If you plan on building your own motorized camera mount, a 3D printer can definitely be of help. But in this case, [dslrdiy] didn’t use it for printing out parts — finding himself with little use for an old printer built from scrap back in the day, he decided to repurpose it and turn it into a remote controlled DSLR camera mount that’s capable of panning, tilting, and sliding.
The main goal was to not only salvage the stepper motors and controller board, in this case an Arduino Mega 2560 with RAMPS board, but also to keep the original firmware itself in use. For this to work, [dslrdiy] redesigned the mechanical parts that would allow him to perform the different camera movements using regular G-Code instructions operating the X, Y, and Z axes to pan, tilt, and slide respectively.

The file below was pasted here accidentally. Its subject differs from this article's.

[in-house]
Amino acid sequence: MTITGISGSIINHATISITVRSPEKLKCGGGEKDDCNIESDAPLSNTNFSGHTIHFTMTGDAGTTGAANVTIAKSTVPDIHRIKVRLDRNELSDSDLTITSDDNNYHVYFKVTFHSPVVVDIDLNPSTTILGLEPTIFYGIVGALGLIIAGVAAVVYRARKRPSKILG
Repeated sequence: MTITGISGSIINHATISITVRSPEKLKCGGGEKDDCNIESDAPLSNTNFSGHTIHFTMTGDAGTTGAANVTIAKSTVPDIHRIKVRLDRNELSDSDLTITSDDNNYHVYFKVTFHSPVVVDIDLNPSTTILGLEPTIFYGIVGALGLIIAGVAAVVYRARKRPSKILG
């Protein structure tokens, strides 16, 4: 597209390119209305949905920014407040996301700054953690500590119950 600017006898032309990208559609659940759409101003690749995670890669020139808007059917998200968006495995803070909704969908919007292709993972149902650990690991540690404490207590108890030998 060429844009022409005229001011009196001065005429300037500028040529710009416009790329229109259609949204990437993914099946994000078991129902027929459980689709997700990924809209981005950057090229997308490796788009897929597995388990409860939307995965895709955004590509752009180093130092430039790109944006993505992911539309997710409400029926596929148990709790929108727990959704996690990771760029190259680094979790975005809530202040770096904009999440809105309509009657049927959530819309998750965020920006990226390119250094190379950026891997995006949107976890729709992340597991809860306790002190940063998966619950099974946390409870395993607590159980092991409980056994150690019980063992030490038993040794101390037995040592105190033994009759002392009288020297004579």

The G-Code instructions themselves are sent via UART by an accompanying control box housing an ESP32. This allows the camera mount to operated by either via joystick and buttons, or via serial Bluetooth connection, for example from a phone. The ESP32 system also allows to set predefined positions to move to, along with speed and other motor tweaks. You can see it all demonstrated in the video after the break.
While there’s simpler solutions for camera mounts out there, this is certainly an interesting approach. It also shows just how far desktop 3D printers have come if we already find the older generations repurposed like this. For more of [dslrdiy]’s work with 3D printers and cameras, check out his customizable lens caps.